Jeremy Corbyn is, a leftie friend told me this week, the Labour membership screaming “I’m mad as hell and I just can’t take it anymore”. People have said that a lot about Labour in the past five years. This is the moment the membership with shake the leadership out of its fugue. This is the moment the left wakes up and forms an effective opposition. It hasn’t happened yet.
The Labour Party is in a far worse situation than we feared it was after the General Election (I know, right, how much worse could it get?). On 6th May many in Labour thought the electorate rejected them because they didn’t agree with what they stood for. Now it is gradually dawning on Labour members and voters that it wasn’t a rejection but a lack of comprehension; how can you vote for someone when you don’t KNOW what they stand for?
The Labour leadership battle is continually a rather tedious and navel gazing affair. Of course it is always pitched, as it was with John Smith and Tony Blair, the essential crowning of Gordon Brown when focus shifted to the deputy leadership battle, and then that between the Miliband brothers, that this is a battle for the future direction of the party. There is nothing wrong with pitching it as a battle. There’s nothing wrong that the language gets a bit nasty and aggressive, it’s no more than they’ll have to face as leader opposite the Tories. It’s a blooding.
What’s worse is that, steadily, the Labour leadership contenders have been faded photocopies of earlier iterations. This gradual fade is endemic on the Left because it has positioned itself into a place of reliving former glories and treating the future with fear and suspicion. It is a culture that needs to be fundamentally overhauled before the Left ceases to stand for anything at all.
What is Labour photocopying? In the current generation it’s Tony Blair. To figure out why we have to go back to 1997, when people actually used photocopiers and that paper that yellowed the longer you left it. Blair matured in a Labour Party that was very left wing. In an era of nationalisation, militancy and calls for unilateral nuclear disarmament Blair watched the Labour Party lose its grip on voters, especially those to the left of the centre ground. It was shored up by a working class population that steadily lost its voice as its lost its place in the economy and with that its influence and power.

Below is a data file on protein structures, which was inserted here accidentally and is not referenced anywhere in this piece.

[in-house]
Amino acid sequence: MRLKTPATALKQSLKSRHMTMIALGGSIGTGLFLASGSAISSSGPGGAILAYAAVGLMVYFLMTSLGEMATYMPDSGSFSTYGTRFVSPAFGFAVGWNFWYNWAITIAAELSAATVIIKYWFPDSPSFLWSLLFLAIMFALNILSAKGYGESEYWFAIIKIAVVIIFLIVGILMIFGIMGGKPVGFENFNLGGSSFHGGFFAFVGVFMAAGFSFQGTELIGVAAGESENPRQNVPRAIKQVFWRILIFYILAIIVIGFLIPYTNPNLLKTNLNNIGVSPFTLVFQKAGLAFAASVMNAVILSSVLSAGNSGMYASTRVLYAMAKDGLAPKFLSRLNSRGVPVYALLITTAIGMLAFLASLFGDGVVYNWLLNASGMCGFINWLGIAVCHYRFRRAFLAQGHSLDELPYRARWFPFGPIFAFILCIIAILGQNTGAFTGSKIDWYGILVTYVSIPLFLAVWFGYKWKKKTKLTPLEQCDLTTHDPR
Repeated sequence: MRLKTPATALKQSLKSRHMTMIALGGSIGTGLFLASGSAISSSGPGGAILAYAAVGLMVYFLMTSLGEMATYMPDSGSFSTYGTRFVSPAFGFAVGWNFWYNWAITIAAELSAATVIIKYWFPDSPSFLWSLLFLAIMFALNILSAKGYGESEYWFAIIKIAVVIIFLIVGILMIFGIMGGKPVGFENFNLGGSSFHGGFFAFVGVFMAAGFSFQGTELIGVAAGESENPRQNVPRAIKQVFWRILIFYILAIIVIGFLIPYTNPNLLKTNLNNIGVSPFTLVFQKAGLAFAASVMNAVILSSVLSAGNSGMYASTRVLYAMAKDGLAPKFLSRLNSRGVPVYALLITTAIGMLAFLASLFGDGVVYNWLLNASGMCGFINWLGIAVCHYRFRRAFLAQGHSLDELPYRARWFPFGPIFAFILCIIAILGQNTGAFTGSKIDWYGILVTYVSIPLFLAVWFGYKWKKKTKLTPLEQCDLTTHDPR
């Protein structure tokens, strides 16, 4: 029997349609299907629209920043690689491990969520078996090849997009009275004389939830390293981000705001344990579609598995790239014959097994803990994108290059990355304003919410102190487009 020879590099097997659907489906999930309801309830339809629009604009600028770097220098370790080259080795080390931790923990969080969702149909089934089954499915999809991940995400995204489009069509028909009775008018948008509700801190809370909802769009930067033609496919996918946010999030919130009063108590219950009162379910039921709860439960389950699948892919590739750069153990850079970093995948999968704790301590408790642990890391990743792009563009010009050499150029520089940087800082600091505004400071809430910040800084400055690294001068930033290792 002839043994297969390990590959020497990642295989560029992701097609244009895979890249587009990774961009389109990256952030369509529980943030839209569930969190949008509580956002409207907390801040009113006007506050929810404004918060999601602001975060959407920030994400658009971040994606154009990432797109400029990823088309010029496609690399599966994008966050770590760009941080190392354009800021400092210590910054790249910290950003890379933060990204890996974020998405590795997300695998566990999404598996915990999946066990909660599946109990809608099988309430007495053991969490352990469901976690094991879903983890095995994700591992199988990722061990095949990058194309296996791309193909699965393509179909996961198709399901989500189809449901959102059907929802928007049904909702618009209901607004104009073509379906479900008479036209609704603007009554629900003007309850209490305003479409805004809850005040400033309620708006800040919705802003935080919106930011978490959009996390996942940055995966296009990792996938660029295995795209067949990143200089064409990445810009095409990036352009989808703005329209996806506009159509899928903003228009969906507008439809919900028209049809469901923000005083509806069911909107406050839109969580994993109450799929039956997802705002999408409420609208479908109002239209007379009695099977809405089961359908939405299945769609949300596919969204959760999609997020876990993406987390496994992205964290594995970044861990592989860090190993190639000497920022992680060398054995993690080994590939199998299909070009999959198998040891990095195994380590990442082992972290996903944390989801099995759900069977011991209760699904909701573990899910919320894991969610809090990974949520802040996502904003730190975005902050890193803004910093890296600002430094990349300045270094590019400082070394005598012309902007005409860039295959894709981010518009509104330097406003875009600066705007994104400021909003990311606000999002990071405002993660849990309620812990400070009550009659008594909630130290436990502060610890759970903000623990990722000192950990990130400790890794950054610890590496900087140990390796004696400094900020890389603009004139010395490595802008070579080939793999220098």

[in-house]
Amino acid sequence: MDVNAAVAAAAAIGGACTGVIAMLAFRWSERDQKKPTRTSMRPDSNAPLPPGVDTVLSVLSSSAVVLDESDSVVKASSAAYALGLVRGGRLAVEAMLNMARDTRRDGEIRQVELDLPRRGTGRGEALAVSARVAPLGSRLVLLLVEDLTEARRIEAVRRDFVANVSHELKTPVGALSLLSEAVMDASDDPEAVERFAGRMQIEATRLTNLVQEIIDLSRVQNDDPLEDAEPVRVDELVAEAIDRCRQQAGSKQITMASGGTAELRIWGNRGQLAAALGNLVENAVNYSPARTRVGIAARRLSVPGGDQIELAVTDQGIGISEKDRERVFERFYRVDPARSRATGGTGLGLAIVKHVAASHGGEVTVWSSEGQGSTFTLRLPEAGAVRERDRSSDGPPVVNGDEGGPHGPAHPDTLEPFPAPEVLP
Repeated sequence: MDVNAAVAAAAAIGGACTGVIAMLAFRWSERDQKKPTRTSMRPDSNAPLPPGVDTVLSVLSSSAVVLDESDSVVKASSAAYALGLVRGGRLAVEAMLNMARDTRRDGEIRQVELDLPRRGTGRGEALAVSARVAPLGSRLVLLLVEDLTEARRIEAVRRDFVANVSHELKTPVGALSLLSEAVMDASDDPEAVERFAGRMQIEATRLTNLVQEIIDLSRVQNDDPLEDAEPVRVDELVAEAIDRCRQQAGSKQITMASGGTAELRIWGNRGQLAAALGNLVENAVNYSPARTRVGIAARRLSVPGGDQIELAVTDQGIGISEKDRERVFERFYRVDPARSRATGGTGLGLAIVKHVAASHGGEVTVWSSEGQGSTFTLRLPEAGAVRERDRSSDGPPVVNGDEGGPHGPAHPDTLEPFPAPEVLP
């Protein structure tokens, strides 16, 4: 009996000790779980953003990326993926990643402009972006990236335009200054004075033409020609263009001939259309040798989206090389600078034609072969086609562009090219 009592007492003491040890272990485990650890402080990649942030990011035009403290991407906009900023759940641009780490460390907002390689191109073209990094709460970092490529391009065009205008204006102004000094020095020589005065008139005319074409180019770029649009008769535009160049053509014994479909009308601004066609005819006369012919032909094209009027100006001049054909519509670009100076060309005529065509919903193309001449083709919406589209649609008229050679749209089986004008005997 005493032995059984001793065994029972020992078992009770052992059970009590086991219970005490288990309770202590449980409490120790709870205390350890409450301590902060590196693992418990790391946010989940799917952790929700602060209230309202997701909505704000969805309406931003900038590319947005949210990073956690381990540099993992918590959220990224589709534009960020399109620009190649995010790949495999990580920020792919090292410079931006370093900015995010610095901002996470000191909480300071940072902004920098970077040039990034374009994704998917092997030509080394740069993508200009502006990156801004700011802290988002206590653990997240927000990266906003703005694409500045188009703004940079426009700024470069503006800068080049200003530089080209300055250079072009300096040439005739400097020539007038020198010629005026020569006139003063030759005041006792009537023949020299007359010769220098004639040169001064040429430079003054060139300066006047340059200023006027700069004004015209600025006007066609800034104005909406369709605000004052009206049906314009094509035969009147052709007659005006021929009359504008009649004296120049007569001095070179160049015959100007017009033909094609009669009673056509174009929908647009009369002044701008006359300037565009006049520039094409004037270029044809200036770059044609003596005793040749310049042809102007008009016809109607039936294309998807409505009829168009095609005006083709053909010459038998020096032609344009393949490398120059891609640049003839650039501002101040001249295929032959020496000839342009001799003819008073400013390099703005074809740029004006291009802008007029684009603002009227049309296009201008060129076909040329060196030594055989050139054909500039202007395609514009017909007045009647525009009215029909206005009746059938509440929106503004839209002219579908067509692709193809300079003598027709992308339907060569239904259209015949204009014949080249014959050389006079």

When Blair began to argue that the only way to fight for the working classes was to get the middle classes onside he was labelled a traitor to socialism by Dennis Skinner. New Labour, as it emerged, ripped up the old rulebook of what Labour stood for and wrote a new manifesto. Many did not agree with it but it was new, it was not modelled on old behaviour or habits. Britain was about five years away from record levels of home ownership. Former working class households felt like they could become wealthier, have greater confidence. The right would argue this was thanks to a Tory government and Thatcher. Well kind of but the Right also created a generation it couldn’t “control”; after the recession in the early 90s a generation was finding its voice. Look at Brit Pop and “Cool Britannia” of a burgeoning and blossoming of independence in the creative industries. There was a confidence and a desire to articulate the future. Thatcher was grossly unfair and the economic policies of her government might have been good for some but they crippled others. New Labour, although we often don’t like to admit it now, provided the Left with an aspiration, a chance to vote for change while still allowing themselves to aspire. A fairer society where all could become wealthier.
The change was inspiring and euphoric, however inaccurate it may have turned out to be (turns out, rich people don’t like sharing their wealth, who knew?). Which feels strange now when you know what happened next. But that euphoria, those endorphins, that’s a powerful feeling. What Labour has tried to do over the last 18 years (18 YEARS! the life so far of an adult human being) is inspired by a desire to replicate that. That euphoric, independently minded but largely centre-ist sentiment, the Blairite syntax, that bloody glottal stop, the fact leadership candidates are still defined by being Blairite or Brownite, the use of spin, the obsession with headlines, defining your campaign and messaging on how it plays on the Today programme; all bar one the Labour candidates are copies of Tony Blair. But they’re bad copies.